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Bullet and Splinter Wound Care in the Golden Age of Piracy, Page 8

Step 2F: Keep Bullet and Splinter Wounds Open - Injecting Medicines With a Syringe

While using a syringe to inject medicine doesn't sound remarkable today, it was more unusual at this time. Pewter Syringes
Some of the Author's Pewter Wound Syringes - Opened & Closed
Manufacturing techniques made it all but impossible to create needles fine enough to allow through skin injections. Instead, syringes at this time were simple instruments the smallest of which that I have seen had a tip that was at about an 1/8" of an inch in diameter. Their primary function was to inject fluids into or withdraw fluids from existing incisions in the skin. In the case of gunshot wounds, they were used to forcibly inject medicines deeply into the wound.

In his discussion of gunshot wounds, Ambroise Paré suggests that "if the Wound be sinuous and deep, that so the medicin cannot by that means arrive at the bottom and all the parts thereof, you must do you business by injections"1. Paré elsewhere explains that the surgeon "may make injection with a syringe, that so it may penetrate the more powerfully"2.

Richard Wiseman suggests that either pledgits dipped in medicine or injections can be used to get medicine to the bottom of a deep wound. However, he cautions "in the use of Injections be sure you do not stop the Orifice to keep the Liquor in; for so you shall distend the Ulcer, and make it more Sinuous [create more branching passageways in the body]."3

1 Ambroise Paré, The Workes of that Famous Chirurgion Ambrose Parey, 1649, p. 319; 2 Paré, 3 Richard Wiseman, Several Chirurgicall Treatises, 1686, p. 415

Step 2F: Keep Bullet and Splinter Wounds Open - Dressing

While a wound was kept open for suppuration and deep tissue healing, dressings had to be applied in order to protect it. Ambroise Paré said, "Neither must you have less care, of binding up and rolling the part, than of your medicins; for it doth not a little conduce to the cure, to bind it so fitly up as it may be without pain."1.

Making Polenta From Barley
Artist: Pietro Longhi - Making Polenta From Barley Meal (1740)
Part of wound dressing could include the application of a cataplasm, sometimes also called a poultice. In its simplest form, a cataplasm is a soft, moist mass of plant-based material which is placed on a wound. French physician Jean de Renou explains that they can be made "of Roots, Herbs, Meal [such as bean meal, barley meal and wheat meal], Oil and Butter; and very often, and that successfully, by clinical women, of Milk, Bread crums, Oil, and the yolks of Eggs, to mitigate [ease pain], leniate [soften the skin, particularly edges of a wound here], and concoct [digest or form new flesh]."2 Cataplasms were often combined with various medicines and created to meet the needs of the particular wound.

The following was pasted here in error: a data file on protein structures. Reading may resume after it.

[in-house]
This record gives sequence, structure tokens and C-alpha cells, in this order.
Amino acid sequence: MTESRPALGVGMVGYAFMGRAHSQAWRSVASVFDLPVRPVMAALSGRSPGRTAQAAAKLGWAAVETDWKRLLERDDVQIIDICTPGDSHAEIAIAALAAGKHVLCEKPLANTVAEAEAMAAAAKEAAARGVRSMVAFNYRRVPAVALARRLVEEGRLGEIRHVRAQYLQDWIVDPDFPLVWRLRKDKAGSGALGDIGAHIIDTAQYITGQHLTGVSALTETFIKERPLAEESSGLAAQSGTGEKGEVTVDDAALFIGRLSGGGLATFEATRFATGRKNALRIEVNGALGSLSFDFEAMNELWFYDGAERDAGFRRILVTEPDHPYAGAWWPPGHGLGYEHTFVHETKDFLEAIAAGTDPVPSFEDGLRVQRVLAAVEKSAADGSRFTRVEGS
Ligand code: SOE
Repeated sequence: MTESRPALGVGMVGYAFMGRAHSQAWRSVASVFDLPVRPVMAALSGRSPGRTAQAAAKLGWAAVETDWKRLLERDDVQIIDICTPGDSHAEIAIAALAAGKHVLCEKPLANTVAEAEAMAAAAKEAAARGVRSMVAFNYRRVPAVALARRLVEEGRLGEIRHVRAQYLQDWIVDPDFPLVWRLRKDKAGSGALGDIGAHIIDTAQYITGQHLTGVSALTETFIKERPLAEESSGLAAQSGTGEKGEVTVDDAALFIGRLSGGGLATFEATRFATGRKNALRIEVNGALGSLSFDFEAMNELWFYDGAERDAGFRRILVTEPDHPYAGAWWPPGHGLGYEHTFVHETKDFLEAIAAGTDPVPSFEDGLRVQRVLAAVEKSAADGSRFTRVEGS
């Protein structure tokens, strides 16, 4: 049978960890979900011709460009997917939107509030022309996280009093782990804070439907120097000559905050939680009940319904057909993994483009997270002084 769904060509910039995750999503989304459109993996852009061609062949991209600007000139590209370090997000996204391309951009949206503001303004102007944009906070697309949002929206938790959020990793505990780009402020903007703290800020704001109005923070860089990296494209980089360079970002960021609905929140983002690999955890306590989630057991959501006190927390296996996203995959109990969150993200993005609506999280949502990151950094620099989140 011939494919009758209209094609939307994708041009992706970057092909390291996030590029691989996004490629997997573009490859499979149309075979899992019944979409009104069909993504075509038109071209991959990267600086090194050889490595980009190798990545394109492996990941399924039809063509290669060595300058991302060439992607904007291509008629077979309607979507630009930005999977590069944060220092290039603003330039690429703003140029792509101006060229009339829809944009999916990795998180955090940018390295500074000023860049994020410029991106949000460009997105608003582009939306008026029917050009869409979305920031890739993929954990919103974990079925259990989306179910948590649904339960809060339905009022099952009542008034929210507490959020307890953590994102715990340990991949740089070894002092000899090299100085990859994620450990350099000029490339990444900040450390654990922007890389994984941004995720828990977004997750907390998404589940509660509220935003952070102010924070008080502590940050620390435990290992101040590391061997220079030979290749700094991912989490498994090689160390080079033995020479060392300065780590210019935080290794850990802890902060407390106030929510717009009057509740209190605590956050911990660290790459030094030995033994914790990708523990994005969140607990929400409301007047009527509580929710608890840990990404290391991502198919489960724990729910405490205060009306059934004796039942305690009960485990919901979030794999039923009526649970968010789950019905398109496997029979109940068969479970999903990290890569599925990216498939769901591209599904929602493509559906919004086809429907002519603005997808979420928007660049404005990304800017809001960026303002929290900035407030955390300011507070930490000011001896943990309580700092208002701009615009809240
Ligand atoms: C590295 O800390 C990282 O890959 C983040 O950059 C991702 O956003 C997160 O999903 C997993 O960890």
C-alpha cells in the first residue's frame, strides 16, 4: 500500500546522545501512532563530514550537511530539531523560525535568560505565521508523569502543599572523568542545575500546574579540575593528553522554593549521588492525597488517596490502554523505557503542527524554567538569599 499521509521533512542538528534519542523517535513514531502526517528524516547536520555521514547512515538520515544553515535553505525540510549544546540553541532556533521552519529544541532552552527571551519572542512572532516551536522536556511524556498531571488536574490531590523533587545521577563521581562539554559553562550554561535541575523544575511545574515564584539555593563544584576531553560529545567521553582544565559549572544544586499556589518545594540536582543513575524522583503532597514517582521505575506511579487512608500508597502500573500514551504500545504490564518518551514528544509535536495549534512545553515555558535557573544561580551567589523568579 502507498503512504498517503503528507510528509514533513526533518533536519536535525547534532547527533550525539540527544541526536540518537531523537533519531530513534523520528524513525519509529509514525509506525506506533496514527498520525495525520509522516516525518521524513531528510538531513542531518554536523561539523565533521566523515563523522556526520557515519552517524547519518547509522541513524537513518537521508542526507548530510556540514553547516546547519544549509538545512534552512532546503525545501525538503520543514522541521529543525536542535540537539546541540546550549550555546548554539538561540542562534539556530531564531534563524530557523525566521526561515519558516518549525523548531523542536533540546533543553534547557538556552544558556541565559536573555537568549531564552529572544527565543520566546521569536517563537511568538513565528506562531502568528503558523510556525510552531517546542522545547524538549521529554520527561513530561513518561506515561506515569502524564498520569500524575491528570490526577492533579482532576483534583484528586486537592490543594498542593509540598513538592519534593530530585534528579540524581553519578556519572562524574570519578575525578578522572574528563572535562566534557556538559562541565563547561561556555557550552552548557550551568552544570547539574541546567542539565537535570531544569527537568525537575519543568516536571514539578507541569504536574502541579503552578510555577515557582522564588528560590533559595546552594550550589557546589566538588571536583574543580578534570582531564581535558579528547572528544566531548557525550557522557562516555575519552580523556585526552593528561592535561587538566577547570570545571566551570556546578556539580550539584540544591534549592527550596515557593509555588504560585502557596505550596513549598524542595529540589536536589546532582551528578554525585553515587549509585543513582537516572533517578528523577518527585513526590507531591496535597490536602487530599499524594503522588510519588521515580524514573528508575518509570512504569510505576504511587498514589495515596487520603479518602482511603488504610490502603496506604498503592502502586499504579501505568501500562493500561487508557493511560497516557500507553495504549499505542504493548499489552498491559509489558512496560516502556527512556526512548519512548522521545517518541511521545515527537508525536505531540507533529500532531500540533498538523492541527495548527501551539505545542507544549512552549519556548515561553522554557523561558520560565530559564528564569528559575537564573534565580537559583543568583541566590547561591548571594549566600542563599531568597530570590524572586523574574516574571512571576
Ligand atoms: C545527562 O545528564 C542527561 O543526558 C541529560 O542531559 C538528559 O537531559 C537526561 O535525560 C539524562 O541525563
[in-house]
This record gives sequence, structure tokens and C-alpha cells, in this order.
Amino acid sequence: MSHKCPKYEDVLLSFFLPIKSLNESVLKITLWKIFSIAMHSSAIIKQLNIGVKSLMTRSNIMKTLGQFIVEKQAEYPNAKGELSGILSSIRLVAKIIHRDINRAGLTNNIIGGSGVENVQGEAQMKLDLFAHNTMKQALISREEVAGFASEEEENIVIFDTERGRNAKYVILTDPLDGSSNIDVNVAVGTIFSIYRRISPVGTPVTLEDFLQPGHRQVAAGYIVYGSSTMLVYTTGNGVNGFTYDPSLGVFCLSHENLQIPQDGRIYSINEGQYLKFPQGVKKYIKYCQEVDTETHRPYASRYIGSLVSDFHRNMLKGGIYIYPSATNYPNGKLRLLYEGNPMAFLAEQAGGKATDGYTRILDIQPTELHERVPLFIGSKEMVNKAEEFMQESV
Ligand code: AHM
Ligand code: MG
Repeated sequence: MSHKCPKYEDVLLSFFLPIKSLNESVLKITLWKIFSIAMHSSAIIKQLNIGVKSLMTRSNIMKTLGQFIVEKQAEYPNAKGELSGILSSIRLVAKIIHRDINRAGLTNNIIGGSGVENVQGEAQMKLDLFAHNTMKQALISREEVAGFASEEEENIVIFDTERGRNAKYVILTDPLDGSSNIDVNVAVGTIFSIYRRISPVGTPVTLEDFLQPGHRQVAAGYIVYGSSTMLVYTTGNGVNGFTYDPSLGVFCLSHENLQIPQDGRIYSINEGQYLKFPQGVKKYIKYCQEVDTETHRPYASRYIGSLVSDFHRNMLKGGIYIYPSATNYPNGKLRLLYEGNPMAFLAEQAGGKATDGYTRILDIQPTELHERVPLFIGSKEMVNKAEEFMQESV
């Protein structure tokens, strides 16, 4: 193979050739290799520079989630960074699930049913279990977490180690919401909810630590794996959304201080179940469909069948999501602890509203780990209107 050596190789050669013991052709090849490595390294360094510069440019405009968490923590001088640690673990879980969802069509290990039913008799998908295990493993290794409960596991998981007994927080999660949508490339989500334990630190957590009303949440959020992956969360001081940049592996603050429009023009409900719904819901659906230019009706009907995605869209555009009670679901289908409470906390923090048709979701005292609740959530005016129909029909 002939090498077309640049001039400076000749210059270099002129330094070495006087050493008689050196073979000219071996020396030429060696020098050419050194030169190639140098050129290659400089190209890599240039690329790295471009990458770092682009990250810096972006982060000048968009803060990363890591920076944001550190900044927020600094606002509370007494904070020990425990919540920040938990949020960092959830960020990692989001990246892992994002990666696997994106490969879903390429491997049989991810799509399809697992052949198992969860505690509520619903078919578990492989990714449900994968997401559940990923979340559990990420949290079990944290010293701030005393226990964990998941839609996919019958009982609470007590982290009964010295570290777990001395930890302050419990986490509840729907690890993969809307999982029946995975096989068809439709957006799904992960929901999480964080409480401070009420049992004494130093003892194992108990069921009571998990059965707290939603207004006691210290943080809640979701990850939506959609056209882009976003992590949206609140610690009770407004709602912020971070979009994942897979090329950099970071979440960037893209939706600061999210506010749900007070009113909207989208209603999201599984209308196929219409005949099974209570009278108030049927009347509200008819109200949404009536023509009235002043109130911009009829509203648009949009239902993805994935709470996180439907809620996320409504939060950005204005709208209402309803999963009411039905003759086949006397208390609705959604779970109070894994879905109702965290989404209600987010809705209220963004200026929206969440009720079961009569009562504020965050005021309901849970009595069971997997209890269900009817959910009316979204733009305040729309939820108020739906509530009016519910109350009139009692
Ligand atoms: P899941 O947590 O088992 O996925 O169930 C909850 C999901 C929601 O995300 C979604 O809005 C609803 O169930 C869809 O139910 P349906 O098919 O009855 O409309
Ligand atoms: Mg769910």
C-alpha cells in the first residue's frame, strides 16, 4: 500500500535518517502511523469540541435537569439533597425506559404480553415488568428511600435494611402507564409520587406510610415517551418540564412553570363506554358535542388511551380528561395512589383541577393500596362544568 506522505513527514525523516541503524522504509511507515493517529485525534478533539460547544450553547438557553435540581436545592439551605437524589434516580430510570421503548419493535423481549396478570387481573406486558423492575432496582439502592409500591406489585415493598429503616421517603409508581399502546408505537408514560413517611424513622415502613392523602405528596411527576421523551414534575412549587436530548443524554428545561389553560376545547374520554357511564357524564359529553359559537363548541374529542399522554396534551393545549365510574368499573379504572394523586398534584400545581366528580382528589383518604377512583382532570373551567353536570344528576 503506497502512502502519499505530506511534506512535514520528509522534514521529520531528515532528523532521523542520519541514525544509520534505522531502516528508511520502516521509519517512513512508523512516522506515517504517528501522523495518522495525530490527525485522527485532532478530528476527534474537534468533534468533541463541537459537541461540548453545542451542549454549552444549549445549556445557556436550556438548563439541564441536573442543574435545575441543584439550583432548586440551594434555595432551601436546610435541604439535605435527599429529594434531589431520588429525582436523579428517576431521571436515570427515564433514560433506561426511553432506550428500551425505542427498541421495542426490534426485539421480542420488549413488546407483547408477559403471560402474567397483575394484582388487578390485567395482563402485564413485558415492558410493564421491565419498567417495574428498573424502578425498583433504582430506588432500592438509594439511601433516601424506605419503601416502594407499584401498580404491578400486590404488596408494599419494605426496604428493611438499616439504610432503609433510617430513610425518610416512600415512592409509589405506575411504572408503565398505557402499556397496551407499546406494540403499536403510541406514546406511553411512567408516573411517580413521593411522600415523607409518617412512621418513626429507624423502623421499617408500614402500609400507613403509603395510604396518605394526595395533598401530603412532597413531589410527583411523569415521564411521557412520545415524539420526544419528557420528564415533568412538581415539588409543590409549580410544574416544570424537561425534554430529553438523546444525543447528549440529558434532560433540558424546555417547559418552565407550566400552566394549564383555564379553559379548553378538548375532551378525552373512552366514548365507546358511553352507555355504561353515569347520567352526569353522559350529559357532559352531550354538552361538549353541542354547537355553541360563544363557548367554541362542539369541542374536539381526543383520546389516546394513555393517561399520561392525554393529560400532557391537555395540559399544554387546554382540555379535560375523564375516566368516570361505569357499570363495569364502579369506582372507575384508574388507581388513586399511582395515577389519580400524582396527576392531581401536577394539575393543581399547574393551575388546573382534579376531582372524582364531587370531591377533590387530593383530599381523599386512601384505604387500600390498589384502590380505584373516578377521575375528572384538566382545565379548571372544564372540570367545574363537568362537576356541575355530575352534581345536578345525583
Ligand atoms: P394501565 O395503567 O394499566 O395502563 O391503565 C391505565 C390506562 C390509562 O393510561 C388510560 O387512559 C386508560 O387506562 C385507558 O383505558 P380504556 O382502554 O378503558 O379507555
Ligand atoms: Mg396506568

Sea surgeon John Atkins mentions an easy-to-procure cataplasm on a ship, given the standard naval diet.

[Cataplasms are] the proper Means to be taken [in gunshot wounds, it being in] no way inconvenient in the Navy, where a Copper-Full of Oatmeal is boiled three Times a Week, (as good for use as any,) and may be made more serviceable by adding Wine or Brandy to your Water in boiling, and at the Conclusion throwing in a little U. Dialth [unguent of marsh mallow], or other Emollient [softening medicine].3

Bandages made up the bulk of a wound dressing for bullet and large splinter wounds. In preparing for battle, sea surgeon John Woodall recommended that the surgeon have "good ligature of all sorts... tents, splints, dorsells [dossils], spunge, clowts [pieces of cloth], rowlers [roller bandages], [cloth] tape, tow, lint, plasters ready spread, and the like"4

Pare Dressing a Soldier's Arm Wound
Artist: Eduoard Hamman
Ambroise Paré Bandaging an Arm Wound
Richard Wiseman noted how important the dressing was, explaining that when gunshot wounds "were rationally drest, they would digest and heal as easily as any complicated Wound."5 Sea surgeon John Moyle explained that after bolsters or compresses were applied to the part, the surgeon was to "make decent rouling"6 around the wound to keep the dressings in place. Wiseman agreed. "Let your Bandage be put on equally and gently, to retain your Dressings, and hinder the influx of Humours."7

Paré provided a very detailed schedule for bandaging gunshot and splinter wounds which ties into many of the previous wound care procedures.

The Wound at the beginning of the cure, must be dressed but once in 24 houres, that is, until the Wound come to suppuration; but when the quitture [pus] begins to flow from it, and consequently the pain and feaver are increased, it shall be drest twice a day, that is, every twelve houres. And when the quitture flowes more abundantly than unsuall, so that the collection thereof is very troublesome to the Patient, it will be requisite to dresse it every 8 houres; that is, thrice a day. Now when as this abundant efflux is somewhat slaked, and begins to decrease, it will suffice to dresse it twice a day. But when the ulcer is filled with flesh, and consequently casts forth but little matter, it will serve to dresse it once a day, as you did at the first.8

He also gives several other pointers on the best way to bandage such wounds. Surgeon Bandaging a Leg Wound
Artist: David Ryckaert
Surgeon Bandaging a Leg Wound (1638)
"All the boulsters and rowlers, which shall be applied to these kinds of Wounds, shall be dipped in Oxycrate [vinegar and water] or red wine, so to strengthen the part, and hinder defluxion."9 He also warns against making the bandages too tight so as not to cause unnecessary complications. The complications he lists that can occur include "pain, hindering the passage forth of the putredinous [stinking] vapours and excrements, which the contused flesh casts forth; and also fear of an Atrophia, or want of nourishment, the alimentary juices being hindered from coming to the part."10